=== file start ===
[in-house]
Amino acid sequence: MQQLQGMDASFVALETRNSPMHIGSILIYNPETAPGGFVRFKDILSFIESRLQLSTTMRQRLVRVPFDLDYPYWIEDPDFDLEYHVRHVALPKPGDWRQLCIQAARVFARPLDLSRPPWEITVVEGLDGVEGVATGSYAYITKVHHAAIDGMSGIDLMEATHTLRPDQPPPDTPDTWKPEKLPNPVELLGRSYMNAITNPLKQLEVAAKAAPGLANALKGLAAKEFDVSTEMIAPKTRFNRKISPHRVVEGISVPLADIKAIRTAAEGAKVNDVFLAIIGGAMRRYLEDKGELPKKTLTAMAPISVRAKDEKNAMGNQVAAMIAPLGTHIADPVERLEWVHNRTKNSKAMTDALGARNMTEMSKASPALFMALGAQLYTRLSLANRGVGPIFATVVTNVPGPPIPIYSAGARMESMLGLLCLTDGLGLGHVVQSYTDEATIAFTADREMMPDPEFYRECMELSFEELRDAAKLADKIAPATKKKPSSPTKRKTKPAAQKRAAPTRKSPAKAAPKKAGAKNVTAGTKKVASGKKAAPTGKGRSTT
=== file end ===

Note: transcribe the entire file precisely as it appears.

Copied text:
[in-house]
Amino acid sequence: MQQLQGMDASFVALETRNSPMHIGSILIYNPETAPGGFVRFKDILSFIESRLQLSTTMRQRLVRVPFDLDYPYWIEDPDFDLEYHVRHVALPKPGDWRQLCIQAARVFARPLDLSRPPWEITVVEGLDGVEGVATGSYAYITKVHHAAIDGMSGIDLMEATHTLRPDQPPPDTPDTWKPEKLPNPVELLGRSYMNAITNPLKQLEVAAKAAPGLANALKGLAAKEFDVSTEMIAPKTRFNRKISPHRVVEGISVPLADIKAIRTAAEGAKVNDVFLAIIGGAMRRYLEDKGELPKKTLTAMAPISVRAKDEKNAMGNQVAAMIAPLGTHIADPVERLEWVHNRTKNSKAMTDALGARNMTEMSKASPALFMALGAQLYTRLSLANRGVGPIFATVVTNVPGPPIPIYSAGARMESMLGLLCLTDGLGLGHVVQSYTDEATIAFTADREMMPDPEFYRECMELSFEELRDAAKLADKIAPATKKKPSSPTKRKTKPAAQKRAAPTRKSPAKAAPKKAGAKNVTAGTKKVASGKKAAPTGKGRSTT